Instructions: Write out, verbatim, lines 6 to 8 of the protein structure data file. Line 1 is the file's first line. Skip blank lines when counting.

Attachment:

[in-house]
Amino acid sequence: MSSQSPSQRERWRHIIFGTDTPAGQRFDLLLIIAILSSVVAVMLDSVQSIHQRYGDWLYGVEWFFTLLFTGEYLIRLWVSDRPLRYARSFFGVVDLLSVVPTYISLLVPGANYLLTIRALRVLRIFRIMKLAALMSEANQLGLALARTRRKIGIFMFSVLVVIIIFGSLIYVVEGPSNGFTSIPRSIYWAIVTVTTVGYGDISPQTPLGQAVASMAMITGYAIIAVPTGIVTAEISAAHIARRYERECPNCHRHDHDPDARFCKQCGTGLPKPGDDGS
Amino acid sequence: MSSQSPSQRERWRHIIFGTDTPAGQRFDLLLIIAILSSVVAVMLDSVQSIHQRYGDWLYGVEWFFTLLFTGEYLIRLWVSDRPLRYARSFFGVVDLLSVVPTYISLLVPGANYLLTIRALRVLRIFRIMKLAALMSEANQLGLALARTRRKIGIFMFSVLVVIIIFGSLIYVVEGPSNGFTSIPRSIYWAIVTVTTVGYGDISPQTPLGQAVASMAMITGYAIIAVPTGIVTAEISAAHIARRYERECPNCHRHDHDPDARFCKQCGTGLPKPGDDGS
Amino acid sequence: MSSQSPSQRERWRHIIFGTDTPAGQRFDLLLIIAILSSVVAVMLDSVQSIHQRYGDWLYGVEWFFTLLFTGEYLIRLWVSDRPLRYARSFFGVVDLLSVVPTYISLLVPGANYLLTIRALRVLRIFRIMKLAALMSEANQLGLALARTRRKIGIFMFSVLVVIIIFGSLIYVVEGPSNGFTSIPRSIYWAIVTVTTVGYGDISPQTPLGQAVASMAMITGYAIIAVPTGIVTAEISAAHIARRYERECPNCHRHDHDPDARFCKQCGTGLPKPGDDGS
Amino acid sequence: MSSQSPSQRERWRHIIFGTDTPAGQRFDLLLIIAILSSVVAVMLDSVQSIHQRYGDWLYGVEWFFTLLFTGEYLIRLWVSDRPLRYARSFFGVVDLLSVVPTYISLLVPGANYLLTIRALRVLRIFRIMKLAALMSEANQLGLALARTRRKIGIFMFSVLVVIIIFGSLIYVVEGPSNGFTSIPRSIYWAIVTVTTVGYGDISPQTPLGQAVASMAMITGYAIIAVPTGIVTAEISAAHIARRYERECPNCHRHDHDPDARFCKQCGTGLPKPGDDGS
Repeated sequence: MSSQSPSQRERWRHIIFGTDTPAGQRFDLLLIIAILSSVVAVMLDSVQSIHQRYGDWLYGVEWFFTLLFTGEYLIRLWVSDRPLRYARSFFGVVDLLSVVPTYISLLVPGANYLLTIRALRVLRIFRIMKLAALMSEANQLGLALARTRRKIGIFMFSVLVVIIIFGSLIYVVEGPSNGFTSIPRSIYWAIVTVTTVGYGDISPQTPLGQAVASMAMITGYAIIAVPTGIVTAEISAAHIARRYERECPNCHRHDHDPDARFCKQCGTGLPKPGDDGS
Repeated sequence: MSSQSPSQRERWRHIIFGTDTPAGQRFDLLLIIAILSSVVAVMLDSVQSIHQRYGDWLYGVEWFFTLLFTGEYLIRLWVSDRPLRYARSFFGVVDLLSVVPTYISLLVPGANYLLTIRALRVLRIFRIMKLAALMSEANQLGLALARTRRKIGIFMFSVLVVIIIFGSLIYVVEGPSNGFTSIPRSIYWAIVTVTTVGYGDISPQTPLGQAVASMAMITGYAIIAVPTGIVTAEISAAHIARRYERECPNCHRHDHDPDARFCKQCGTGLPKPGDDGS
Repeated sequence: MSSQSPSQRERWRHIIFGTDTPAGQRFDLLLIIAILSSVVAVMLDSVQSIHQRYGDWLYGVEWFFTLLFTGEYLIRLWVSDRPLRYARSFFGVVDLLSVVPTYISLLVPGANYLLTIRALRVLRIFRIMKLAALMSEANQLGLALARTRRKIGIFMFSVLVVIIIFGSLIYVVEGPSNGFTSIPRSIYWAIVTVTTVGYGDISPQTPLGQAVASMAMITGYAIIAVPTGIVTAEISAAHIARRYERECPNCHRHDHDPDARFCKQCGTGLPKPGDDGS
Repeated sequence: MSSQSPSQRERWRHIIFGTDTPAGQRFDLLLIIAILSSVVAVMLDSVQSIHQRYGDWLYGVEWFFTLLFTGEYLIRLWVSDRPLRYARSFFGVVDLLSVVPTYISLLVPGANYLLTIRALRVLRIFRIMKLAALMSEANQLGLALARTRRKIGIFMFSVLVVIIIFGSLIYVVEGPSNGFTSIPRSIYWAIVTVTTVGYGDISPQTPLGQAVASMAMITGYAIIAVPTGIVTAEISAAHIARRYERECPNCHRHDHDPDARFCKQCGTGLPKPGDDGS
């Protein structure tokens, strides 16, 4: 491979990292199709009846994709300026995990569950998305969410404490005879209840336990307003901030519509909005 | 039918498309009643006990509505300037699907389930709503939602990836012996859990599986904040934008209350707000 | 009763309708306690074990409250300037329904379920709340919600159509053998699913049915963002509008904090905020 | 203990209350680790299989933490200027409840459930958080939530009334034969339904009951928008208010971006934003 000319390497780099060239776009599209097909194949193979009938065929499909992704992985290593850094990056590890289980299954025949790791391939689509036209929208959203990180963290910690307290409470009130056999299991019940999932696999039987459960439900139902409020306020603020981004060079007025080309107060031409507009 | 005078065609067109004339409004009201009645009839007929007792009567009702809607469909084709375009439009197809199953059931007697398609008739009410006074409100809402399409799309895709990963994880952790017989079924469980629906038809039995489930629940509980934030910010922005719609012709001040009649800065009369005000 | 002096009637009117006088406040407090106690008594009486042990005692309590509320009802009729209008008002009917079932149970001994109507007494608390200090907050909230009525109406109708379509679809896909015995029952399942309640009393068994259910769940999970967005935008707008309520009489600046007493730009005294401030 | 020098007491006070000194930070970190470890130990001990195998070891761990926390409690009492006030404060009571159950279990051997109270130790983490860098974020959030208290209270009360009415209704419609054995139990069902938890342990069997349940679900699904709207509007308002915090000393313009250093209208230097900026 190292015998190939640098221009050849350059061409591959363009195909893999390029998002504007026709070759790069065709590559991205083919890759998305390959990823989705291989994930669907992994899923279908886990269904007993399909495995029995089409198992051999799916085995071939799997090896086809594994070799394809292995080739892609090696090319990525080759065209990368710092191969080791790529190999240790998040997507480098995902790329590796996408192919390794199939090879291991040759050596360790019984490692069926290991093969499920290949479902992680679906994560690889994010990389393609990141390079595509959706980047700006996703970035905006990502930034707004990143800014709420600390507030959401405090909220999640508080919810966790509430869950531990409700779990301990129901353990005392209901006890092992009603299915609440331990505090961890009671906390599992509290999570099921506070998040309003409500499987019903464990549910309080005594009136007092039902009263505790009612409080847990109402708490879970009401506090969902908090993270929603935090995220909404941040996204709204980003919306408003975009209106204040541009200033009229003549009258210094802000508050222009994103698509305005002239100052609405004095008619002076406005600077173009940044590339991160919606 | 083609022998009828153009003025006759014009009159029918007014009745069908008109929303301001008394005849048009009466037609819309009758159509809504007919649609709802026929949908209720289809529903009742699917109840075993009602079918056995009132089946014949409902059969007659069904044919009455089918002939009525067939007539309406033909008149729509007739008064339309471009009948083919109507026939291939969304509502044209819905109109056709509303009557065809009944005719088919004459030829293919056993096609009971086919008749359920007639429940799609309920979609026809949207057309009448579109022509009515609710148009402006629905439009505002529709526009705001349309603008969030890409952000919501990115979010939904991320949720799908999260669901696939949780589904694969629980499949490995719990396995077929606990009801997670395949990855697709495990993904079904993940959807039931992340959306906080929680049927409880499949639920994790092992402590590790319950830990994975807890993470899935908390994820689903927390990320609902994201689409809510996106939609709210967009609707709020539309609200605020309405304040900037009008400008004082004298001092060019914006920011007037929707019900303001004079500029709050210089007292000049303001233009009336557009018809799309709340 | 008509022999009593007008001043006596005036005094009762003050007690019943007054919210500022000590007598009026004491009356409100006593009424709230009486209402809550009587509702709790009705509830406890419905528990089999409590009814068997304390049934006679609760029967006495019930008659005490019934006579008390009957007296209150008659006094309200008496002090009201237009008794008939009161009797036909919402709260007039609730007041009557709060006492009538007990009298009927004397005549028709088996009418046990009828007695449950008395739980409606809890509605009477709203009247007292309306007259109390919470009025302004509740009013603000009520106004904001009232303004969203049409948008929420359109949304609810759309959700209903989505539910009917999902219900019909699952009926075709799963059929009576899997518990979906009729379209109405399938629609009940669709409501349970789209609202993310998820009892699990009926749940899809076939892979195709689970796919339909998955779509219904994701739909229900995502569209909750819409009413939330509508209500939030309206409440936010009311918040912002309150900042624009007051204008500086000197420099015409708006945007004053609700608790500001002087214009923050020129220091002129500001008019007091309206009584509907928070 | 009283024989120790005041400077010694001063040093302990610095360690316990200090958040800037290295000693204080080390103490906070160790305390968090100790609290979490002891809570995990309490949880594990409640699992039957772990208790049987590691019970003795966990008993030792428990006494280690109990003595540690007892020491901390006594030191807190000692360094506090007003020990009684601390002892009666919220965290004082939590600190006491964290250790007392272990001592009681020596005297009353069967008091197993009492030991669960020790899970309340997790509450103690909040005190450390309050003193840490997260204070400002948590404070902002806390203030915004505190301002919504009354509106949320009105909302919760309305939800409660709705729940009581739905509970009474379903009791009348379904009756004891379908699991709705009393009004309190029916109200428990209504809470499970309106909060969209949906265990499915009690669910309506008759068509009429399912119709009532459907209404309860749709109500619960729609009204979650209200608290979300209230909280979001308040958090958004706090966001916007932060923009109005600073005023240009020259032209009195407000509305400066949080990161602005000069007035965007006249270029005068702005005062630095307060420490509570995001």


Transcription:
Repeated sequence: MSSQSPSQRERWRHIIFGTDTPAGQRFDLLLIIAILSSVVAVMLDSVQSIHQRYGDWLYGVEWFFTLLFTGEYLIRLWVSDRPLRYARSFFGVVDLLSVVPTYISLLVPGANYLLTIRALRVLRIFRIMKLAALMSEANQLGLALARTRRKIGIFMFSVLVVIIIFGSLIYVVEGPSNGFTSIPRSIYWAIVTVTTVGYGDISPQTPLGQAVASMAMITGYAIIAVPTGIVTAEISAAHIARRYERECPNCHRHDHDPDARFCKQCGTGLPKPGDDGS
Repeated sequence: MSSQSPSQRERWRHIIFGTDTPAGQRFDLLLIIAILSSVVAVMLDSVQSIHQRYGDWLYGVEWFFTLLFTGEYLIRLWVSDRPLRYARSFFGVVDLLSVVPTYISLLVPGANYLLTIRALRVLRIFRIMKLAALMSEANQLGLALARTRRKIGIFMFSVLVVIIIFGSLIYVVEGPSNGFTSIPRSIYWAIVTVTTVGYGDISPQTPLGQAVASMAMITGYAIIAVPTGIVTAEISAAHIARRYERECPNCHRHDHDPDARFCKQCGTGLPKPGDDGS
Repeated sequence: MSSQSPSQRERWRHIIFGTDTPAGQRFDLLLIIAILSSVVAVMLDSVQSIHQRYGDWLYGVEWFFTLLFTGEYLIRLWVSDRPLRYARSFFGVVDLLSVVPTYISLLVPGANYLLTIRALRVLRIFRIMKLAALMSEANQLGLALARTRRKIGIFMFSVLVVIIIFGSLIYVVEGPSNGFTSIPRSIYWAIVTVTTVGYGDISPQTPLGQAVASMAMITGYAIIAVPTGIVTAEISAAHIARRYERECPNCHRHDHDPDARFCKQCGTGLPKPGDDGS